One day I asked Mother when will Father return and where he is now. She answered that he was in a hospital, very sick from a contagious disease. Mother always had good answers to my questions and was preparing me for the visit at the Jilava “hospital”. 
When I saw Father in the prison, I was 3 years old and he was 35. Through the bars that separated us, I tried to touch his hand and told him to get well soon and come home. Father made a joke about his so-called disease and I asked him to share a cookie his mother sent him. He was happy that we could do this. After a while, a guard came to take him cutting our visit short. 
A month later we learnt from a freed prisoner who had been Father’s cell roommate that he was to be moved to an undisclosed prison. The ex-prisoner also brought Mother a small cross carved by Father from a chicken bone and a very small knob engraved with these words: “Look in the desk.”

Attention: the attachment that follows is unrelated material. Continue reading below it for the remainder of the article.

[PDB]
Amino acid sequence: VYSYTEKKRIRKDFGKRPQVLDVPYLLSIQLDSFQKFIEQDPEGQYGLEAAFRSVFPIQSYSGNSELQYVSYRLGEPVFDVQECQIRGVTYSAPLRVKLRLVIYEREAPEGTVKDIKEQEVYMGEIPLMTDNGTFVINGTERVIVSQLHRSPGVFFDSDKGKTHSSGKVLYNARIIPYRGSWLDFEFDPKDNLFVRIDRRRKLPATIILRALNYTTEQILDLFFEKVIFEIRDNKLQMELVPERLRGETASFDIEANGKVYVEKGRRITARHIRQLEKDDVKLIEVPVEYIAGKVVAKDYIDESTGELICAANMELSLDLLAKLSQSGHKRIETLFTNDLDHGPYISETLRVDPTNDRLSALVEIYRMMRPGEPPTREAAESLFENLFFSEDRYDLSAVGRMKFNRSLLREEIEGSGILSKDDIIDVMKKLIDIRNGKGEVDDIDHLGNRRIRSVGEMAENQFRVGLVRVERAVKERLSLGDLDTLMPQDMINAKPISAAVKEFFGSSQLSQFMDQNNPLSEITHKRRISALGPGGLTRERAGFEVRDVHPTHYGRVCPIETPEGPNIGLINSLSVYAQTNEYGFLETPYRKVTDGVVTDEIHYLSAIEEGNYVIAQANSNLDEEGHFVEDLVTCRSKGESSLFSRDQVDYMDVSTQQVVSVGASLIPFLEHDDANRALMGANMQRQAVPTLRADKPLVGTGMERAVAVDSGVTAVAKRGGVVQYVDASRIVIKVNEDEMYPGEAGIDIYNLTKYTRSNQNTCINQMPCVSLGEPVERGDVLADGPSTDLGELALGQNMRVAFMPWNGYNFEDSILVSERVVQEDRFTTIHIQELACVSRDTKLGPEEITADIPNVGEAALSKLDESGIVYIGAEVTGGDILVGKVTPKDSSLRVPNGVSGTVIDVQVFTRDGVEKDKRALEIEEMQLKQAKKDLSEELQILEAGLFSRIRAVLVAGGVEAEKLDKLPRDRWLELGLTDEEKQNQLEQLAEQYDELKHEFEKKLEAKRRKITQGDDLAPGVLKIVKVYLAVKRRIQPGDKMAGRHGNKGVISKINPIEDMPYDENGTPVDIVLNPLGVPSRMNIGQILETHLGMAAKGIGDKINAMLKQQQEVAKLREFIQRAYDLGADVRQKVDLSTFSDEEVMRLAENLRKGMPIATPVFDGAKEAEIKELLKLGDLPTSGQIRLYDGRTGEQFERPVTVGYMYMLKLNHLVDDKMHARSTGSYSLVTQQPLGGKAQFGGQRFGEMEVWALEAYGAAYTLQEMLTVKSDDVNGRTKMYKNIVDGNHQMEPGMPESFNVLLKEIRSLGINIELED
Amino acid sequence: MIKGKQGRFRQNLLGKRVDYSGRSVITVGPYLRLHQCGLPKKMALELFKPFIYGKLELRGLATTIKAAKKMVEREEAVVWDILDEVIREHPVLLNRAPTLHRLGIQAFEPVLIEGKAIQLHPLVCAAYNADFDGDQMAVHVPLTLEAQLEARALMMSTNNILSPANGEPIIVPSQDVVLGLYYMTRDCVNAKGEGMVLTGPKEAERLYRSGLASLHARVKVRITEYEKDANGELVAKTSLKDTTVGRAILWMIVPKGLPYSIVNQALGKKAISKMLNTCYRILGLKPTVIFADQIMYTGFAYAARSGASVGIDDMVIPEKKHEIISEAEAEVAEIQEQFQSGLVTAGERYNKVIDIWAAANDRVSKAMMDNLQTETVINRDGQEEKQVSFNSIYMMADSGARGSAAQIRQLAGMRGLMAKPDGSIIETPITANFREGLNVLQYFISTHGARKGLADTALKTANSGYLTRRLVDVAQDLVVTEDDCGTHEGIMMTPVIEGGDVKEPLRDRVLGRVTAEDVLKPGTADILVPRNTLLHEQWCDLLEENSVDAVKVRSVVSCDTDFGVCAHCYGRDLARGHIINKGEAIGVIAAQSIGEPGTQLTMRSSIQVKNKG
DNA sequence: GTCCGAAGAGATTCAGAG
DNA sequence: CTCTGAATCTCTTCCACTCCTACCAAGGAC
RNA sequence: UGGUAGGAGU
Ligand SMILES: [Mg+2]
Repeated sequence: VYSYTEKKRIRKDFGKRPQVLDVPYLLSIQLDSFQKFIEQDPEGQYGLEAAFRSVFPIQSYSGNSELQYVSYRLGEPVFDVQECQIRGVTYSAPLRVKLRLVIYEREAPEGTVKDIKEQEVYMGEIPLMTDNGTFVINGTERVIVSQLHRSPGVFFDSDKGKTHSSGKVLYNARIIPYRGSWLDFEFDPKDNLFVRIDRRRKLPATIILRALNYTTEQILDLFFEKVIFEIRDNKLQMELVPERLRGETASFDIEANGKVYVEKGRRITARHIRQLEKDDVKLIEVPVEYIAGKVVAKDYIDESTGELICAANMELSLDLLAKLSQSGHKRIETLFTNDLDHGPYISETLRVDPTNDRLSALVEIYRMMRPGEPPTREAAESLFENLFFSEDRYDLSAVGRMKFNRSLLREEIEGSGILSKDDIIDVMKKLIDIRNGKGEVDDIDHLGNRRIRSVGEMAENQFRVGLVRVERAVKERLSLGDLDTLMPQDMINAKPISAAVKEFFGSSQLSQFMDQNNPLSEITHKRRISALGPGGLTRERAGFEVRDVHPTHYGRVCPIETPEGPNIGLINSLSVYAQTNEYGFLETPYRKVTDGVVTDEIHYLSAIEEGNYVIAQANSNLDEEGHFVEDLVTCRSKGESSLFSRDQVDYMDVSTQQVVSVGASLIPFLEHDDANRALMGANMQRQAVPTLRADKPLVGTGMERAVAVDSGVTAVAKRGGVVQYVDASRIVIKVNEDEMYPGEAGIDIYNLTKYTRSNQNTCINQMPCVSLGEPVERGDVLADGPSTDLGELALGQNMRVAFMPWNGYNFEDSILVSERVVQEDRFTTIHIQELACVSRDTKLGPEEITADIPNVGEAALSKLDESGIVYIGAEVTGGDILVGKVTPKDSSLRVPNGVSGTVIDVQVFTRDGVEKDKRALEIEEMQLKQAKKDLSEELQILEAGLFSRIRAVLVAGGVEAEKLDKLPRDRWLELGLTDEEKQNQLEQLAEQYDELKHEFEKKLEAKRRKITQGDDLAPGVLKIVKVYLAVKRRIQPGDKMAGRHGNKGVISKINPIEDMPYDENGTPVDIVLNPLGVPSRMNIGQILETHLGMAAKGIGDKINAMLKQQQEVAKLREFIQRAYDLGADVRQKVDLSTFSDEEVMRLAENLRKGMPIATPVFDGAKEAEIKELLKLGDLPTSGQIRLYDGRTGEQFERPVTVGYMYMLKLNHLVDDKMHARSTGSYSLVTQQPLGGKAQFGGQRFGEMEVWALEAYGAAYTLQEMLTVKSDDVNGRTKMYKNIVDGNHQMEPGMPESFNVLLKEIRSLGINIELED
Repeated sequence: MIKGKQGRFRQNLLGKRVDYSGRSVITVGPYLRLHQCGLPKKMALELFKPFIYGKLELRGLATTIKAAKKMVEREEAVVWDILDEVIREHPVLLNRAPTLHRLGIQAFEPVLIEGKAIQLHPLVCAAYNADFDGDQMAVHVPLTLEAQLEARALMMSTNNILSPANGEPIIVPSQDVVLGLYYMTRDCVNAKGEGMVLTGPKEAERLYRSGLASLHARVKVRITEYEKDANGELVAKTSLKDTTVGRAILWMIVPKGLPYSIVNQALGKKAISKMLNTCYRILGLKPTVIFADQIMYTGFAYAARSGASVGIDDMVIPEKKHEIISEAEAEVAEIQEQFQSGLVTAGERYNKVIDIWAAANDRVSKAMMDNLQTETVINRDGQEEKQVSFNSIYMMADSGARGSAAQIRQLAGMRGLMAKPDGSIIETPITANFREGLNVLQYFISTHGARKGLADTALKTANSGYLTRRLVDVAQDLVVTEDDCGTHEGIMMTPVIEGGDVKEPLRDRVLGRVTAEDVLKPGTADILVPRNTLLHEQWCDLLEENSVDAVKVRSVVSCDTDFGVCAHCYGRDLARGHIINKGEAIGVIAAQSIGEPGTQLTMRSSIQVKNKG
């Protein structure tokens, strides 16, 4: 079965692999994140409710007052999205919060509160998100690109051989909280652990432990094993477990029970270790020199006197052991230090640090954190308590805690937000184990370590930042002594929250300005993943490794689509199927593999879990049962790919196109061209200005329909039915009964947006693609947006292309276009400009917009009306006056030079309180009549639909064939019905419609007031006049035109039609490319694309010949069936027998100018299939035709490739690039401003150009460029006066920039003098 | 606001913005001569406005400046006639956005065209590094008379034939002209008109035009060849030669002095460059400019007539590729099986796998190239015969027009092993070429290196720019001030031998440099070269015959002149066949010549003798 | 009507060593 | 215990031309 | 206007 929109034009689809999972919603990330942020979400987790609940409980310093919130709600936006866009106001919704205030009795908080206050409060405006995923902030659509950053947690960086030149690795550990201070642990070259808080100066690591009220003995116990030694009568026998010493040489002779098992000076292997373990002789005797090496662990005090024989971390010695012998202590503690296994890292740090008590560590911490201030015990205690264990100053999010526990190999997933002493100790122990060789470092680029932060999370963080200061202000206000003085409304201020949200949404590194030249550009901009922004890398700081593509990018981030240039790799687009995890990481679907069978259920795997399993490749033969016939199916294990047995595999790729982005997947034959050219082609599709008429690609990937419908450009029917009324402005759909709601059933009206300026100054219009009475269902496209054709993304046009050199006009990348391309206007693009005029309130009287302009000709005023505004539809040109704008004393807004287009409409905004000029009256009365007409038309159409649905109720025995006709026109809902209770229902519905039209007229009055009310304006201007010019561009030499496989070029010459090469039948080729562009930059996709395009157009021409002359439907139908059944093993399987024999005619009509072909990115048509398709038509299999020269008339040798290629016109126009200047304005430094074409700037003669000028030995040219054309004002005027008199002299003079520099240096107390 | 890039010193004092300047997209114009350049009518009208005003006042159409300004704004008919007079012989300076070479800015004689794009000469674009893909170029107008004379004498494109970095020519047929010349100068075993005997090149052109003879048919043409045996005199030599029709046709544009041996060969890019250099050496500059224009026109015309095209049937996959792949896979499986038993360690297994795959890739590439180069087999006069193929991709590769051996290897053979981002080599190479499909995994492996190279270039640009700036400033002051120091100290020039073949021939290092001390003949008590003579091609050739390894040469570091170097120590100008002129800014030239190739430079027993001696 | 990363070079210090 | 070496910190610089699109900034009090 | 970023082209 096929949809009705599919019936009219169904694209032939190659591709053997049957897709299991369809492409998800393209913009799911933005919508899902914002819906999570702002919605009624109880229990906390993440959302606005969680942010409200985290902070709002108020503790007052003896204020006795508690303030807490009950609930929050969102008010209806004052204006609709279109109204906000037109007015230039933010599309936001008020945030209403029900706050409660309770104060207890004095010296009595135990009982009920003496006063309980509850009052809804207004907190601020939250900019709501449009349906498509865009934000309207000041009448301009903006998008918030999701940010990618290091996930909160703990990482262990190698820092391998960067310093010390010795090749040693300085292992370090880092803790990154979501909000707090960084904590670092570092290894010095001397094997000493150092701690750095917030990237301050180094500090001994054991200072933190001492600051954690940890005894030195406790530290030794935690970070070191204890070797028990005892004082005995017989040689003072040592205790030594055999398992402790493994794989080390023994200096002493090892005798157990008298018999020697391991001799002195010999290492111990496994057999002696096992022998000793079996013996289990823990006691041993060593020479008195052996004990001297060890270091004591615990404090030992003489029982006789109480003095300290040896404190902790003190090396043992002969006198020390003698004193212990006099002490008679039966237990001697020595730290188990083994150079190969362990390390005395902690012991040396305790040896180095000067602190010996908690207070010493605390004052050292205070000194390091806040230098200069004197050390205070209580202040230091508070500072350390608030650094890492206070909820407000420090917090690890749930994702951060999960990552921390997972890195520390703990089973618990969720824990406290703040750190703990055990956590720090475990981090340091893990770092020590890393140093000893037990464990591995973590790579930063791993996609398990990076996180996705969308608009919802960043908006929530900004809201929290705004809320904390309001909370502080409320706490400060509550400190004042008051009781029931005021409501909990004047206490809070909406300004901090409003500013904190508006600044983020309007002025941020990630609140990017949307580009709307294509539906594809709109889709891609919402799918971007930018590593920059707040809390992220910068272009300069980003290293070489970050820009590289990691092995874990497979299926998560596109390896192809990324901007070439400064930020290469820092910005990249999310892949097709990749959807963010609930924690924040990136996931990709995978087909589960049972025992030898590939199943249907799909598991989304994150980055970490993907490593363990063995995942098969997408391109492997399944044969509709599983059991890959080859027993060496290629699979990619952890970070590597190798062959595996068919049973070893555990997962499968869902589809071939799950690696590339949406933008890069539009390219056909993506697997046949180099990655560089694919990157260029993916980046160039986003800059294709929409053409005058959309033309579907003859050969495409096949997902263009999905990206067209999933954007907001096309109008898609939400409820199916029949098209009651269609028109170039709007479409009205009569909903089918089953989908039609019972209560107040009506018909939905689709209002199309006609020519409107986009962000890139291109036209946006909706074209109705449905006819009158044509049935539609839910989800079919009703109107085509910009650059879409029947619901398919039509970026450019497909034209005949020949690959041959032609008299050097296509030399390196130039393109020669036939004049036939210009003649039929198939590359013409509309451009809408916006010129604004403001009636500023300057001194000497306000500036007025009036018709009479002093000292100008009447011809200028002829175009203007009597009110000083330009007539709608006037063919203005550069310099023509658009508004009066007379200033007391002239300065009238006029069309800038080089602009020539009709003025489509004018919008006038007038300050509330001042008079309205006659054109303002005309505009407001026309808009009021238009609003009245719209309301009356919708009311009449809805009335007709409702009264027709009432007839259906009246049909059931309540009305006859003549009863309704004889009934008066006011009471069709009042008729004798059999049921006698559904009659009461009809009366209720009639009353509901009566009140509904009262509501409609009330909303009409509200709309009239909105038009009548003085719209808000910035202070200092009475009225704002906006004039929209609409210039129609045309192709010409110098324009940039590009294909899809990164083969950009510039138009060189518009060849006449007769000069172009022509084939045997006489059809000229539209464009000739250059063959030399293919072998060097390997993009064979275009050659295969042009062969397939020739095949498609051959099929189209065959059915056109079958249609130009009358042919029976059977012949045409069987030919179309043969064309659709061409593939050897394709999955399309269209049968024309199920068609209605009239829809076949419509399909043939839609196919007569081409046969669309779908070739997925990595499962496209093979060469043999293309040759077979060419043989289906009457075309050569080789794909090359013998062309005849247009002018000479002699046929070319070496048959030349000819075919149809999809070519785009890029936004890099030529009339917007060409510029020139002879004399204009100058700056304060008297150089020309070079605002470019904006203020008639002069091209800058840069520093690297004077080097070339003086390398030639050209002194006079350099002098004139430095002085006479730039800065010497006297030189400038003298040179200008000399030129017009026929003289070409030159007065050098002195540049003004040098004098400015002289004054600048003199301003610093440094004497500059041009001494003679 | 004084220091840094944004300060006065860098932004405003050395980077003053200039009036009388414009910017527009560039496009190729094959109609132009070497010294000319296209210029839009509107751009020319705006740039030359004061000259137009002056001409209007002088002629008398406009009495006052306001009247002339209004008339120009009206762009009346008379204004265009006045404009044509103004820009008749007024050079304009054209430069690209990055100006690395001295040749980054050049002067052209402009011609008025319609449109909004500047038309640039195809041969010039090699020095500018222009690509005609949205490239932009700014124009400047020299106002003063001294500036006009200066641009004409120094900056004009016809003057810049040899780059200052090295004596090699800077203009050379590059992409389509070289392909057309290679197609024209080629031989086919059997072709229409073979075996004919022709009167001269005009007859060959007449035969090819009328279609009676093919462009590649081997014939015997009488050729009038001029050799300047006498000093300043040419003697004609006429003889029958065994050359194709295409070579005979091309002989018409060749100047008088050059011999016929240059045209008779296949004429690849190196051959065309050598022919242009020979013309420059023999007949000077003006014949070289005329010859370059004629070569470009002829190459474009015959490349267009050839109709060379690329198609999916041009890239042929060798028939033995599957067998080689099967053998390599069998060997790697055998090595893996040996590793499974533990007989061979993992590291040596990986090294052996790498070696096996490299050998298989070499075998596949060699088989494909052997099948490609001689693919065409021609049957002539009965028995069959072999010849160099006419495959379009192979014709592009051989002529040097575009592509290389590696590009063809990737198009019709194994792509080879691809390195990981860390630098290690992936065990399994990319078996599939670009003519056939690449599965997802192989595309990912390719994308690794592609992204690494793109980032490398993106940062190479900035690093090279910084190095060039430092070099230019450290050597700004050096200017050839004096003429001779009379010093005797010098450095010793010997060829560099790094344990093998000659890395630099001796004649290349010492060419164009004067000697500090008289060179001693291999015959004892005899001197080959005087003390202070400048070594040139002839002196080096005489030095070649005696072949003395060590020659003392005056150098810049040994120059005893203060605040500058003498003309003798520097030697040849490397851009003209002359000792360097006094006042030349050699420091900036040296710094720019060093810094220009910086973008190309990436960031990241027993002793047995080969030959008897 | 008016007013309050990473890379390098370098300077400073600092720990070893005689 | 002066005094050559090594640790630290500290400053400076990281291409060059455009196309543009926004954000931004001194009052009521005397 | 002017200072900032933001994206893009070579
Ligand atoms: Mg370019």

That evening Mother removed all the drawers from Father’s desk and discovered a little door behind one of the drawers. That space was full of the published materials/manifests Father could not distribute. Miraculously, the police had not found them. Otherwise, Mother would have been arrested as well, even though she knew nothing of the political activities of her husband. 
That night in the bathroom, Mother burnt each of the publications, one by one . When she finished in the early hours of the morning, she left for the Hospital where she worked as a physician.